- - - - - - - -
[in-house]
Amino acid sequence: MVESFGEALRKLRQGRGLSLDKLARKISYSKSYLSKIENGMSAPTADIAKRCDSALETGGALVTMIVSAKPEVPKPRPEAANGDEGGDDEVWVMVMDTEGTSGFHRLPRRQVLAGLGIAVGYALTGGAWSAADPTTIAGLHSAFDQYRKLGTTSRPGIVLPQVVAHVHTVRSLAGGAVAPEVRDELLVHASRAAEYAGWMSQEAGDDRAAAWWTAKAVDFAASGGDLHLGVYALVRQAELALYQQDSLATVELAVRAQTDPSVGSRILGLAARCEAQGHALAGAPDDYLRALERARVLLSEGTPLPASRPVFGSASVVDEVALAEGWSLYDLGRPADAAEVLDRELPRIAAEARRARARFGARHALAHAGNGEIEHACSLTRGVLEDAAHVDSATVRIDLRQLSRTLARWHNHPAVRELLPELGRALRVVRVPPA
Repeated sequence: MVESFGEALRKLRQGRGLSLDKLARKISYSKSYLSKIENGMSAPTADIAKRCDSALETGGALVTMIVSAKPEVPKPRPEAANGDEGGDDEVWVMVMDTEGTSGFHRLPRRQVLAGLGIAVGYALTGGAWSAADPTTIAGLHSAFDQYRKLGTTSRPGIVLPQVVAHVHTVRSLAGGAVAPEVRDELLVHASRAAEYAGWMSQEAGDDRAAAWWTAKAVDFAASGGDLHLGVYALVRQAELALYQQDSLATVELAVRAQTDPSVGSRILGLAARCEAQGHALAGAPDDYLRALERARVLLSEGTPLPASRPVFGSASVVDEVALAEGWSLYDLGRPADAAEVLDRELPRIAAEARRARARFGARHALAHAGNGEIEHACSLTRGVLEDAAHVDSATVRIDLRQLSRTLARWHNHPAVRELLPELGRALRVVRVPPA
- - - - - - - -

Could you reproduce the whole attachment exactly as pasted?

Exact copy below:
[in-house]
Amino acid sequence: MVESFGEALRKLRQGRGLSLDKLARKISYSKSYLSKIENGMSAPTADIAKRCDSALETGGALVTMIVSAKPEVPKPRPEAANGDEGGDDEVWVMVMDTEGTSGFHRLPRRQVLAGLGIAVGYALTGGAWSAADPTTIAGLHSAFDQYRKLGTTSRPGIVLPQVVAHVHTVRSLAGGAVAPEVRDELLVHASRAAEYAGWMSQEAGDDRAAAWWTAKAVDFAASGGDLHLGVYALVRQAELALYQQDSLATVELAVRAQTDPSVGSRILGLAARCEAQGHALAGAPDDYLRALERARVLLSEGTPLPASRPVFGSASVVDEVALAEGWSLYDLGRPADAAEVLDRELPRIAAEARRARARFGARHALAHAGNGEIEHACSLTRGVLEDAAHVDSATVRIDLRQLSRTLARWHNHPAVRELLPELGRALRVVRVPPA
Repeated sequence: MVESFGEALRKLRQGRGLSLDKLARKISYSKSYLSKIENGMSAPTADIAKRCDSALETGGALVTMIVSAKPEVPKPRPEAANGDEGGDDEVWVMVMDTEGTSGFHRLPRRQVLAGLGIAVGYALTGGAWSAADPTTIAGLHSAFDQYRKLGTTSRPGIVLPQVVAHVHTVRSLAGGAVAPEVRDELLVHASRAAEYAGWMSQEAGDDRAAAWWTAKAVDFAASGGDLHLGVYALVRQAELALYQQDSLATVELAVRAQTDPSVGSRILGLAARCEAQGHALAGAPDDYLRALERARVLLSEGTPLPASRPVFGSASVVDEVALAEGWSLYDLGRPADAAEVLDRELPRIAAEARRARARFGARHALAHAGNGEIEHACSLTRGVLEDAAHVDSATVRIDLRQLSRTLARWHNHPAVRELLPELGRALRVVRVPPA